Book Review | The Left Hand of Dog, Si Clarke

Goodreads Blurb:

Escaping intergalactic kidnappers has never been quite so ridiculous.

When Lem and her faithful dog, Spock, retreat from the city for a few days of hiking in Algonquin Park, the last thing they expect is to be kidnapped by aliens. No, scratch that. The last thing they expect is to be kidnapped by a bunch of strangely adorable intergalactic bounty hunters aboard a ship called the Teapot.

After Lem falls in with an unlikely group of allies – including a talking horse, a sarcastic robot, an overly anxious giant parrot, and a cloud of sentient glitter gas – the gang must devise a cunning plan to escape their captors and make it back home safely.

But things won’t be as easy as they first seem. Lost in deep space and running out of fuel, this chaotic crew are faced with the daunting task of navigating an alien planet, breaking into a space station, and discovering the real reason they’re all there…

My Thoughts:

This was exactly the book I needed right now. The type I could get completely caught up in. When I say I love Sci-Fi as a genre, this is the kind of Sci-Fi I mean. Why would I read about intergalactic space wars (but no issues if that is what you love), when I could read about a rag tag group of kidnapped aliens – and one human and her dog – as they become allies and then unlikely friends in their bid to escape? Good question methinks! (In a similar vein, I do much prefer Doctor Who over Star Wars – but I digress.)

It didn’t take me long to realise I would absolutely love this novel. Within the first chapter Lem, and her dog Spock get abducted by aliens, and from there things just kept getting stranger and stranger. Wonderfully so, which I loved! Every alien Lem meets is a vibrant and individual character who has been beautifully imagined and brought to life on the page. Especially with the AI implanted in Lem’s watch to help translate, which is kept on figurative mode – which means that rather than stating an exact translation which in a lot of cases would make little sense without context, the watch finds the closest point of reference in Lem’s subconscious and uses that as the translation. At first this led to some rather confusing dialogue between the different species, but as I read further and I became familiar with the ‘translations’ and speaking patterns for each character I found them more charming than confusing. My favourite had to be the AI speaking for Spock, Lem’s dog, Spock’s dialogue, while only comprising for 2-4 word phrases, they felt accurate, and were very amusing.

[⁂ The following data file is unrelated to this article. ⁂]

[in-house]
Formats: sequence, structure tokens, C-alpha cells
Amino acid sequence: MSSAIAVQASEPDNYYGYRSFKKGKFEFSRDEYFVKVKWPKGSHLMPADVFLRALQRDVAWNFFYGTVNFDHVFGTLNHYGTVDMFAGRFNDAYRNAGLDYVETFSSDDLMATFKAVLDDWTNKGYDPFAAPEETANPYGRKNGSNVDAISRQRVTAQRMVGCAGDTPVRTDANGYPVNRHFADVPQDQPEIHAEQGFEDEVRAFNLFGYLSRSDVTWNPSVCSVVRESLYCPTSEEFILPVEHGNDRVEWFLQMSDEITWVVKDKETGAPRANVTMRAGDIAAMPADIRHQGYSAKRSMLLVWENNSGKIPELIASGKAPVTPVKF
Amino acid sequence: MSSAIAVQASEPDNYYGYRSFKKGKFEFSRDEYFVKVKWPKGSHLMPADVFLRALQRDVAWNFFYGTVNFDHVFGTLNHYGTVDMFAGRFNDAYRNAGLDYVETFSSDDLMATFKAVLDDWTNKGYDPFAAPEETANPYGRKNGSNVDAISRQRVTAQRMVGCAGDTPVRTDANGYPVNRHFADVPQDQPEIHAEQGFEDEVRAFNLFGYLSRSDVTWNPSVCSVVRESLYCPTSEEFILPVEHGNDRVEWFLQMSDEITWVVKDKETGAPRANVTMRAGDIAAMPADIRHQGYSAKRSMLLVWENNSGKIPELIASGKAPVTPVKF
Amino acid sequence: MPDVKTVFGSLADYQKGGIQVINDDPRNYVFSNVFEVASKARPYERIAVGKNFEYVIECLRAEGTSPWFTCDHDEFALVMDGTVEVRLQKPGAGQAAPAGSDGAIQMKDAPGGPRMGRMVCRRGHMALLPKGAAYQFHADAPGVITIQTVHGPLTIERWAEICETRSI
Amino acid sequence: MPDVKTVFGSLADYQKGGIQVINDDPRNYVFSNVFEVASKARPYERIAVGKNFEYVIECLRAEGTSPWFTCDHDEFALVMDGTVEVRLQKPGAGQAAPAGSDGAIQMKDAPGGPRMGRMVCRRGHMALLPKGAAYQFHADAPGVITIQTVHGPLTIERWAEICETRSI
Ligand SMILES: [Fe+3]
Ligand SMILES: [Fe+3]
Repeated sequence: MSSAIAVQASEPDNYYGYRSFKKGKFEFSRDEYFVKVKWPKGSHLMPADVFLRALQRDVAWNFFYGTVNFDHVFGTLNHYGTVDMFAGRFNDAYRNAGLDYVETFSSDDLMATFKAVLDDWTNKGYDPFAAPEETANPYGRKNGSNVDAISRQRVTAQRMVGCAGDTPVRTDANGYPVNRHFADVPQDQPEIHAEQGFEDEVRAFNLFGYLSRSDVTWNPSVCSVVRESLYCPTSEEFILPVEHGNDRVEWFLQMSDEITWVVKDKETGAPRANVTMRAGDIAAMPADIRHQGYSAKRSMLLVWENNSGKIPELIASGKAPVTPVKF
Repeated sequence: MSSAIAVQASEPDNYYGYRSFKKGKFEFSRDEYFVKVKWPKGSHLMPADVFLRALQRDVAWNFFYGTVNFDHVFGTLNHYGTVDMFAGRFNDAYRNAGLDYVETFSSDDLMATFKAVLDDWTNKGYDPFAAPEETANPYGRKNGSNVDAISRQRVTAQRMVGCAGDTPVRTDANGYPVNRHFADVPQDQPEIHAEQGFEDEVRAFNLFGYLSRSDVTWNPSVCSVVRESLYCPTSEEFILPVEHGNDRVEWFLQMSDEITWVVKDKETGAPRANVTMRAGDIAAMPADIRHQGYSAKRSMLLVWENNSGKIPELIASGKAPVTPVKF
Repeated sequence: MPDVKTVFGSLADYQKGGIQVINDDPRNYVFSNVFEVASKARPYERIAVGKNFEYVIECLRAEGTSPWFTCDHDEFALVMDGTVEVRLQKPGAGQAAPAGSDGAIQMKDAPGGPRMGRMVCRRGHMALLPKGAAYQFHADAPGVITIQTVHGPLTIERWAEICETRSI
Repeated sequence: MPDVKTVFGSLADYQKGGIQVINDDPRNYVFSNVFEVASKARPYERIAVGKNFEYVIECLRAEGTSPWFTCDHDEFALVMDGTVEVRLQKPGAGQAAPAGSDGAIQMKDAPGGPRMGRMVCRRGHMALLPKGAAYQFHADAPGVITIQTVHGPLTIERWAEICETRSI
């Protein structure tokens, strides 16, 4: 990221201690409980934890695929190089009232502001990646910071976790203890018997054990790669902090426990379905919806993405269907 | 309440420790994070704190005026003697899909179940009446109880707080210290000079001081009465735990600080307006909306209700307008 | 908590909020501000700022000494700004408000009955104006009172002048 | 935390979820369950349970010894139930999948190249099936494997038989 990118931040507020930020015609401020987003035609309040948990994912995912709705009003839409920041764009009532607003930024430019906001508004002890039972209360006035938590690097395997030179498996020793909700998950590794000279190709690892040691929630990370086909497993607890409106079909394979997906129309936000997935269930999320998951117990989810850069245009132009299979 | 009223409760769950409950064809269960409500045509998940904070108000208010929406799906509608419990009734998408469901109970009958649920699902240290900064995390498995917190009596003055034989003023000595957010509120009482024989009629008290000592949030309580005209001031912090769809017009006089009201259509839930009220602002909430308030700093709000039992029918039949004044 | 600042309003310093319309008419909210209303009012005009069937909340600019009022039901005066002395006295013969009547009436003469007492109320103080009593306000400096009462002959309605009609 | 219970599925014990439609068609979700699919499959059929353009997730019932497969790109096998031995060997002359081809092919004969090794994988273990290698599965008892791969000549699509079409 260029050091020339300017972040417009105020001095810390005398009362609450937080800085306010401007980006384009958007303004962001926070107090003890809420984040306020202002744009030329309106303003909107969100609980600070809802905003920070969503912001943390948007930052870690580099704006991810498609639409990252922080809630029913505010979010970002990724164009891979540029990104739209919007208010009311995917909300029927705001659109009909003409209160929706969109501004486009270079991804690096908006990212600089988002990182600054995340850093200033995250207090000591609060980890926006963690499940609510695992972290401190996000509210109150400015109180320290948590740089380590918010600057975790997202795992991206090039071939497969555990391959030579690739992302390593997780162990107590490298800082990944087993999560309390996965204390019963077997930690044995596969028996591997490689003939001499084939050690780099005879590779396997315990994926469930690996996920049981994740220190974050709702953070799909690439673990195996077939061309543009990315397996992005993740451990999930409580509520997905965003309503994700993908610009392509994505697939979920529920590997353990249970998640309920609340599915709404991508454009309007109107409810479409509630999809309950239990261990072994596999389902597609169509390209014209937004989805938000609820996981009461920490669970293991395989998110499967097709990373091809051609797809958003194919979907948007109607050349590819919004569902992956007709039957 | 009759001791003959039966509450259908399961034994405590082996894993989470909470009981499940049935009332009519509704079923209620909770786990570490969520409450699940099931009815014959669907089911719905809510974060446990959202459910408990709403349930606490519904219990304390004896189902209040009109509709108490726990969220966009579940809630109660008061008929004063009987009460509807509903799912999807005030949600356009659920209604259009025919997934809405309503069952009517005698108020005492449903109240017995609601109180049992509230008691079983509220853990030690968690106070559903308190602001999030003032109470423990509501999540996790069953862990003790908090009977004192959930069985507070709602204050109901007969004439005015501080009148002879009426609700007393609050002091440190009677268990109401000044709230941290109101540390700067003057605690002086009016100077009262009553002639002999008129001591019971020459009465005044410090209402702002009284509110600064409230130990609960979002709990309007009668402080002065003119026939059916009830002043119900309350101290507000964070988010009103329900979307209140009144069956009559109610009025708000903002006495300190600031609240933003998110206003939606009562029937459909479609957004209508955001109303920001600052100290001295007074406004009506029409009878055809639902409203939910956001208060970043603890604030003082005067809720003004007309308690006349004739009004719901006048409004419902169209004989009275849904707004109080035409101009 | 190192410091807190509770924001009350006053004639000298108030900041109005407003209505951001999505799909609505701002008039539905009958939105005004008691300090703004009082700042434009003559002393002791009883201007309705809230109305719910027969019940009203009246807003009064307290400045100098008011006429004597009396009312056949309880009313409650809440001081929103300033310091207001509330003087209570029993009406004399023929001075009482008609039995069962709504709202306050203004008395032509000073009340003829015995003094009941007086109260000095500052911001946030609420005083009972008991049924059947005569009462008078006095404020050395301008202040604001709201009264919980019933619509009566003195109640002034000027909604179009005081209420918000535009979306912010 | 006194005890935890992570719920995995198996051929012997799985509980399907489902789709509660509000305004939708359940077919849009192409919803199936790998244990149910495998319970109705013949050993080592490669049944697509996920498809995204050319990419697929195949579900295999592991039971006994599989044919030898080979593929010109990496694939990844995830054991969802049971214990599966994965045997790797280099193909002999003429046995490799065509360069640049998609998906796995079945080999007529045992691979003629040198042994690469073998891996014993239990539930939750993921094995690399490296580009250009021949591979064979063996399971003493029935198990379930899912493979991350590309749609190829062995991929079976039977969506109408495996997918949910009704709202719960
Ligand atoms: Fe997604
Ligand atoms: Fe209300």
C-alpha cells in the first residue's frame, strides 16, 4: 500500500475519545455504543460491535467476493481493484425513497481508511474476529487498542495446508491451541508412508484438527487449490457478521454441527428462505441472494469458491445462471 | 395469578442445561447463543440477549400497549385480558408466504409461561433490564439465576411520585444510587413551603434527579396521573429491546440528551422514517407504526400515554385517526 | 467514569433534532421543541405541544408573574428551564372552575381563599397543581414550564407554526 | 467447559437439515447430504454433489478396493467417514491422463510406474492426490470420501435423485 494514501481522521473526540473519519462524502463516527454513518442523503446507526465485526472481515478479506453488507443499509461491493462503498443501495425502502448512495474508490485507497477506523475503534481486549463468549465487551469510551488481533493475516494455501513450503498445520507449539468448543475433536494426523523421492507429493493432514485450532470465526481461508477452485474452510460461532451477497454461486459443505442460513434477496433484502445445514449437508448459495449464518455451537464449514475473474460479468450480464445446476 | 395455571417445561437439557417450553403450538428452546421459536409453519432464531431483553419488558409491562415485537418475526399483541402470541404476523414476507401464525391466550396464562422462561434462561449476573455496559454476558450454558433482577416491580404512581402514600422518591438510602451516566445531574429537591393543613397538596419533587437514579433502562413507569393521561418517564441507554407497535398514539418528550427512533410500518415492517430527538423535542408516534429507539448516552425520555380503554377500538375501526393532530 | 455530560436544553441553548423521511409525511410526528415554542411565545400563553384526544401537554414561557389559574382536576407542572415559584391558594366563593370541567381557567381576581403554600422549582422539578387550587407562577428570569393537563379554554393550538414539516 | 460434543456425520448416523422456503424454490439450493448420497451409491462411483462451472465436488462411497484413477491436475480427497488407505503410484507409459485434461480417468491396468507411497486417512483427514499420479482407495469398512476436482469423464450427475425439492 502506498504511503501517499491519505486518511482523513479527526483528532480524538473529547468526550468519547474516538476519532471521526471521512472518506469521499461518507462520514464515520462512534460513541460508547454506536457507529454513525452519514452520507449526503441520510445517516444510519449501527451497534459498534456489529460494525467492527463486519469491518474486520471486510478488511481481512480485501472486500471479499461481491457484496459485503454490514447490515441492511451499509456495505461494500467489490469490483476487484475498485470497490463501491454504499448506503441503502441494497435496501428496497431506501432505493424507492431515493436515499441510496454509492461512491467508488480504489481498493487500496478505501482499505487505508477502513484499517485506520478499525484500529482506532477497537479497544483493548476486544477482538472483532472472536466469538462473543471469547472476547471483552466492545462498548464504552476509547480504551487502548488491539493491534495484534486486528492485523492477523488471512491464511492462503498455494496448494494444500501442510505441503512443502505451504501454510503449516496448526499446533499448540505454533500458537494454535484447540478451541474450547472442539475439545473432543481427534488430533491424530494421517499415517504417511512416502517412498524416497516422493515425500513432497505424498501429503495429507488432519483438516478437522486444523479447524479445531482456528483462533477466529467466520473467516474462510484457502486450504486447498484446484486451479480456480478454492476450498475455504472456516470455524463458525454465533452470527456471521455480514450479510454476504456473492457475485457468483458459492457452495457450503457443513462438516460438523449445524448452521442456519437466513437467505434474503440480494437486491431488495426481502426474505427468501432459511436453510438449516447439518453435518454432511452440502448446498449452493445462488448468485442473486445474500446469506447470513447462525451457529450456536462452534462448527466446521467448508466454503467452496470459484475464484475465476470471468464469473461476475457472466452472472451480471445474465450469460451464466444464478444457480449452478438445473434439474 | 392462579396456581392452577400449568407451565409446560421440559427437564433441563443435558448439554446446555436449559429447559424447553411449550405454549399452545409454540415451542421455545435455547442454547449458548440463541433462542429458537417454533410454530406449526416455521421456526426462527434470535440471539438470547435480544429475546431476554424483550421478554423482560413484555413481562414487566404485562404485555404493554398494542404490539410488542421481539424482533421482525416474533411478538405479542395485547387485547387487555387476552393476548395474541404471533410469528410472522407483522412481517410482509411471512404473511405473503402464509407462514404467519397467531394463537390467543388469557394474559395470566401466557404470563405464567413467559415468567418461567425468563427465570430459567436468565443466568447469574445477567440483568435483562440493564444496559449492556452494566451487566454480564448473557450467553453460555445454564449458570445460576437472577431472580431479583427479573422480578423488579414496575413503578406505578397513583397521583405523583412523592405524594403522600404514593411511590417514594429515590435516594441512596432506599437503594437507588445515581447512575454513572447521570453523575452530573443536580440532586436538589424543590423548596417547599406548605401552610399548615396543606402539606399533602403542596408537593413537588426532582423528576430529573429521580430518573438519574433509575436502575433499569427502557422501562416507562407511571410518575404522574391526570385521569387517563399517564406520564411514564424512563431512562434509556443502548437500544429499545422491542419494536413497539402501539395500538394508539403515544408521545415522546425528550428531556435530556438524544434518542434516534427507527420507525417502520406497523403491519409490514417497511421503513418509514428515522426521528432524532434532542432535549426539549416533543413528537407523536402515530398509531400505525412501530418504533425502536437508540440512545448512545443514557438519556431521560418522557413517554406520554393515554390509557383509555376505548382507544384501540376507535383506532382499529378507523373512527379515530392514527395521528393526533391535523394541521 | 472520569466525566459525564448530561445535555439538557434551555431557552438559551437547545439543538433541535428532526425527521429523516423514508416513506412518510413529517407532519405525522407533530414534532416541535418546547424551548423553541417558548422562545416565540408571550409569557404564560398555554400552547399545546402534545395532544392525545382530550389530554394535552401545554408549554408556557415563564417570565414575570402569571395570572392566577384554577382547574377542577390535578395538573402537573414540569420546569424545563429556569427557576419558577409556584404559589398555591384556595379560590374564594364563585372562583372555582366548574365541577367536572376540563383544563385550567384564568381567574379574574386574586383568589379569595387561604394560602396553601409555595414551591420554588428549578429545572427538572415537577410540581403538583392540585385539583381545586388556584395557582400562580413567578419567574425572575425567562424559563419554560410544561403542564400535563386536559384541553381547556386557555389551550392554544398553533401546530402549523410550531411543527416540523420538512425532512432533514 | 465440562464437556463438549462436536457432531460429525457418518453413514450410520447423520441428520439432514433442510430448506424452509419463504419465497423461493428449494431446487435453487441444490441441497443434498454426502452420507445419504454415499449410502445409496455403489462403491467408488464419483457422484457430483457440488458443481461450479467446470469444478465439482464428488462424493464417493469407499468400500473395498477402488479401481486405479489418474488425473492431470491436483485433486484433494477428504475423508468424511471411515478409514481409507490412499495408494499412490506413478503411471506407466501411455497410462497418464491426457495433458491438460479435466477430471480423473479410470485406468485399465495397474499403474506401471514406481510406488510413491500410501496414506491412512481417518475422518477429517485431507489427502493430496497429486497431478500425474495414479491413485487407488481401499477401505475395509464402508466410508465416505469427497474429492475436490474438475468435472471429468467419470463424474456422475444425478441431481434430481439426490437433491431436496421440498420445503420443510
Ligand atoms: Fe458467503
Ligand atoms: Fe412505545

The story as a whole was such a fun read. Lem’s initial confusion at the whole, almost ridiculous, situation was comically narrated and had me grinning and sometimes laughing with her reactions to certain events. Throughout the story there was also a wonderful collection of references to other Sci-Fi greats – though I am sure I didn’t pick them all, I definitely got quite a few (especially the Doctor Who ones). These were beautifully and naturally threaded throughout the text both in AI translated dialogue and in Lem’s own thoughts. I am sure I will find any I missed in my reread of this wonderful tale.

While this was a fun and at places a rather farfetched story, with friendship, humour, and banter at the forefront, this novel also touches on the complex questions of gender, sexuality, identity, family, and home in a meaningful and insightful way. I love it when an author can create such positive messages in genre fiction like this. It just makes me love this story and its characters even more. I highly recommend this read for lovers of fun, exciting, and at times beautifully strange Sci-Fi at it’s best.


Thank you to NetGalley and the publisher BooksGoSocial who sent me this free eARC (eAdvanced Reader Copy) in exchange for an honest review. This title was published 17th August 2021.

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